Israel welcomes ‘courageous’ US pullout from UN Human Rights Council
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Israel praises US determination to oppose 'blind hatred'

Israel welcomes ‘courageous’ US pullout from UN Human Rights Council

PMO praises move against 'biased, hostile, anti-Israel organization'; UN chief, EU say they remain committed to international body

US Ambassador to the United Nation Nikki Haley speaks at the US Department of State in Washington DC on June 19, 2018. (AFP Photo/Andrew Caballero-Reynolds)
US Ambassador to the United Nation Nikki Haley speaks at the US Department of State in Washington DC on June 19, 2018. (AFP Photo/Andrew Caballero-Reynolds)

Israel on Tuesday night welcomed an announcement that the United States will withdraw from the UN Human Rights Council, praising the move as a “courageous decision against the hypocrisy and the lies” of the international body that UN ambassador Nikki Haley said harbors bias against the Jewish state.

Prime Minister Benjamin Netanyahu hailed the US move, branding the council “a biased, hostile, anti-Israel organization that has betrayed its mission of protecting human rights.”

“For years, the UNHRC has proven to be a biased, hostile, anti-Israel organization that has betrayed its mission of protecting human rights. Instead of dealing with regimes that systematically violate human rights, the UNHRC obsessively focuses on Israel, the one genuine democracy in the Middle East,” a statement from the Prime Minister’s Office also read. “The US decision to leave this prejudiced body is an unequivocal statement that enough is enough.”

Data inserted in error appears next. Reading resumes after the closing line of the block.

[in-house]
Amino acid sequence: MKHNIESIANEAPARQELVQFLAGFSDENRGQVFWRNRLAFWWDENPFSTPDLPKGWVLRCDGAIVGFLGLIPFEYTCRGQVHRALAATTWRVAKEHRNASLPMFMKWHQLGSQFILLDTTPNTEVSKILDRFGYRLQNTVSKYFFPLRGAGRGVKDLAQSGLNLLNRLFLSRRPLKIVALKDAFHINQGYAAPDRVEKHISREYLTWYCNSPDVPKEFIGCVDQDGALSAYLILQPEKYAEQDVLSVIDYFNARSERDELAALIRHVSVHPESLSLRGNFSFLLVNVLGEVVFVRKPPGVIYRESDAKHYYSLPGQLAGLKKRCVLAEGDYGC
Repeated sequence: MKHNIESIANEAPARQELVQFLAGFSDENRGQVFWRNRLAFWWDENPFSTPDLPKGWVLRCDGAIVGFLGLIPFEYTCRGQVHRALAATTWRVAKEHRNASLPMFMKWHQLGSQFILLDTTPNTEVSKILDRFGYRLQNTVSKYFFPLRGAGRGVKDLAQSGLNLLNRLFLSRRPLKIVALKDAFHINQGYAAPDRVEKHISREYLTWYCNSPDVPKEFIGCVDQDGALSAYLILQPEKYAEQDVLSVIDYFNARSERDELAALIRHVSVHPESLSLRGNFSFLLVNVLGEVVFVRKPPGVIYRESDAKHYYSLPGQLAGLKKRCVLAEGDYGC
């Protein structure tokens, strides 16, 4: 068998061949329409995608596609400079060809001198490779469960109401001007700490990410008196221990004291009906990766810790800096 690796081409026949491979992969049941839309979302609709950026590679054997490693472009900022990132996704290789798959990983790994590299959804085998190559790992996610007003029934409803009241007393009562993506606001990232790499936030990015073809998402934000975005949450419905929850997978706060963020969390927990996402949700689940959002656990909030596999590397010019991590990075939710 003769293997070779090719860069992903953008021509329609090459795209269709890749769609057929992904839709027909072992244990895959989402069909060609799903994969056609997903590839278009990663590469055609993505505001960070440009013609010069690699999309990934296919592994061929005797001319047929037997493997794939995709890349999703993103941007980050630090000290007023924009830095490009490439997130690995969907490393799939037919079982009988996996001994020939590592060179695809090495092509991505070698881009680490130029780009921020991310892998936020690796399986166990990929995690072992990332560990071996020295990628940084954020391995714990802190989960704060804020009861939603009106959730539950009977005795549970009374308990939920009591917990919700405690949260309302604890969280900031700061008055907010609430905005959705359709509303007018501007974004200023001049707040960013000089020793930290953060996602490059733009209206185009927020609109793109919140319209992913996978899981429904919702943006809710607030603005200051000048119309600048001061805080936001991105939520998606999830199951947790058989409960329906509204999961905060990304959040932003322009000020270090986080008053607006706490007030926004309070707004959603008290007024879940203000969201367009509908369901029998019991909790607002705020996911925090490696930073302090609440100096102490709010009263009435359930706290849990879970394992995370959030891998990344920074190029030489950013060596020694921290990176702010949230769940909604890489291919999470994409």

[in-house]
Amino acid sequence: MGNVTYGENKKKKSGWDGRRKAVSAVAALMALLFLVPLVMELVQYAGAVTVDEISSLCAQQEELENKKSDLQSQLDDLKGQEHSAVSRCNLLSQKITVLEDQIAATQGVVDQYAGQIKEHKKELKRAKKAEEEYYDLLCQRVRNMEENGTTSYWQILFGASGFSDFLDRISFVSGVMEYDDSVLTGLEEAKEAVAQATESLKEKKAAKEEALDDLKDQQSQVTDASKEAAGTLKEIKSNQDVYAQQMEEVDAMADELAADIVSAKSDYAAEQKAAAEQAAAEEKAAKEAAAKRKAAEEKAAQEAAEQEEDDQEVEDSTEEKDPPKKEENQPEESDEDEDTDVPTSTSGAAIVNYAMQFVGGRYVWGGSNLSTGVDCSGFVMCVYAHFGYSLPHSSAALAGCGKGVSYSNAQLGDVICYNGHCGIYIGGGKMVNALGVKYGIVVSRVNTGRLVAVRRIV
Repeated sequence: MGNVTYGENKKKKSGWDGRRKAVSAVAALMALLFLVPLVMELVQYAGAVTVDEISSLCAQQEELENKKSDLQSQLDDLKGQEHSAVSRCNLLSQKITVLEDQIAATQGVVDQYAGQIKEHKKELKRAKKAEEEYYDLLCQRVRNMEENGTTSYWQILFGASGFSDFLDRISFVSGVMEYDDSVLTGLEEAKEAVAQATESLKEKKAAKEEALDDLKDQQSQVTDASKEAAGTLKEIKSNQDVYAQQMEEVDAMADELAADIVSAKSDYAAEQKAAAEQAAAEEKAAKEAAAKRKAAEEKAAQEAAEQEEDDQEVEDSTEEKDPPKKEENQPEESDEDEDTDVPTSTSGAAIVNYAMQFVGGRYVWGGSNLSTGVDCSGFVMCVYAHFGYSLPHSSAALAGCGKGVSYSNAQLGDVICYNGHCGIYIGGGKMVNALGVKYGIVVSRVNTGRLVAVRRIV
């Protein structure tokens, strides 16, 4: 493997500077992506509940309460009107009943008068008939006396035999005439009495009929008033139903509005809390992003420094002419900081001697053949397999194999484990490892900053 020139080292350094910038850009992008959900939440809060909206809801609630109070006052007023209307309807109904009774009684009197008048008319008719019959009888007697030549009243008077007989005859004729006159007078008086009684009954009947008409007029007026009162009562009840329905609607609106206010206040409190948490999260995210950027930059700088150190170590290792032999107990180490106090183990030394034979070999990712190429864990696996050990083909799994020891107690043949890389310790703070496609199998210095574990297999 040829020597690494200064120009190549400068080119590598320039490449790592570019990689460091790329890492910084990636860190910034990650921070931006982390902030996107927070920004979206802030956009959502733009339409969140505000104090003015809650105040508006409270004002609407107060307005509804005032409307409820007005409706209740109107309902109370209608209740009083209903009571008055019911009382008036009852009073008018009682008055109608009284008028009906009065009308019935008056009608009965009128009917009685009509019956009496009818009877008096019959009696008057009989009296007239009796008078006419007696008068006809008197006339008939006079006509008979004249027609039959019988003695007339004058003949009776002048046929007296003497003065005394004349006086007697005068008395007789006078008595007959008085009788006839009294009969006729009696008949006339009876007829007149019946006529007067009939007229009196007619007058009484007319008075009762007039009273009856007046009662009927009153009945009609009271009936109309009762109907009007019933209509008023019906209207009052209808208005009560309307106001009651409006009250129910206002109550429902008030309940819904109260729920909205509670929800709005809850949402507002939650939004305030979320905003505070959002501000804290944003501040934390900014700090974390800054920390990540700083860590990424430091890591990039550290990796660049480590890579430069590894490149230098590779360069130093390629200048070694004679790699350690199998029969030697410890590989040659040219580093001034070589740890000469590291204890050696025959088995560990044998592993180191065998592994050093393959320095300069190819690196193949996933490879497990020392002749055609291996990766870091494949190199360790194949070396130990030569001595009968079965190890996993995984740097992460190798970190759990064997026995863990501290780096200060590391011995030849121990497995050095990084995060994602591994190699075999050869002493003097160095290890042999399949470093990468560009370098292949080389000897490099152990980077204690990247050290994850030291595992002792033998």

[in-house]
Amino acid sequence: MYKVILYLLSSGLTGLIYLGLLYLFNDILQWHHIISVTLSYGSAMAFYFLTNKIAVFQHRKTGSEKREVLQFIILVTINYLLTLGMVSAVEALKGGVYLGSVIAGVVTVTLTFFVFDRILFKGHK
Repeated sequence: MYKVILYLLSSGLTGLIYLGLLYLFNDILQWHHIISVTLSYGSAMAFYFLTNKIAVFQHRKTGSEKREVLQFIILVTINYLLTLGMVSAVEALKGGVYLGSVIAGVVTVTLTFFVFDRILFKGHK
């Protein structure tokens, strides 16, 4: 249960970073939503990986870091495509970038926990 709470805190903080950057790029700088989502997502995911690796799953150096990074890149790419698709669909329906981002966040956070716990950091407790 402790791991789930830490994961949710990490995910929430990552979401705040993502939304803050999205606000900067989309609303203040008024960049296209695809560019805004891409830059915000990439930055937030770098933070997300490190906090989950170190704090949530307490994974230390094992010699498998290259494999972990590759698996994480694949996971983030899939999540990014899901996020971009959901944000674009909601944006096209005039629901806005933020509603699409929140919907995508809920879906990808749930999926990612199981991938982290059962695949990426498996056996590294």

The PMO said that “Israel thanks President Trump, Secretary Pompeo and Ambassador Haley for their courageous decision against the hypocrisy and the lies of the so-called UN Human Rights Council.”

The statement followed Haley’s announcement that the US will leave the UNHRC, condemning the “hypocrisy” of its members and its alleged “unrelenting bias” against Israel.

Haley announced the decision alongside President Donald Trump’s top diplomat, Secretary of State Mike Pompeo.

Both insisted the United States would remain a leading champion of human rights.

“We take this step because our commitment does not allow us to remain a part of a hypocritical and self-serving organization that makes a mockery of human rights,” Haley said at a press conference announcing the move.

A US official said the withdrawal was “immediate,” but this was not immediately confirmed.

Israel’s Ambassador to the UN Danny Danon also welcomed the announcement, saying in a statement that the US “has proven, yet again, its commitment to truth and justice and its unwillingness to allow the blind hatred of Israel in international institutions to stand unchallenged.”

US Ambassador Danny Danon addressing the UN General Assembly, June 13, 2018 (screen shot UN)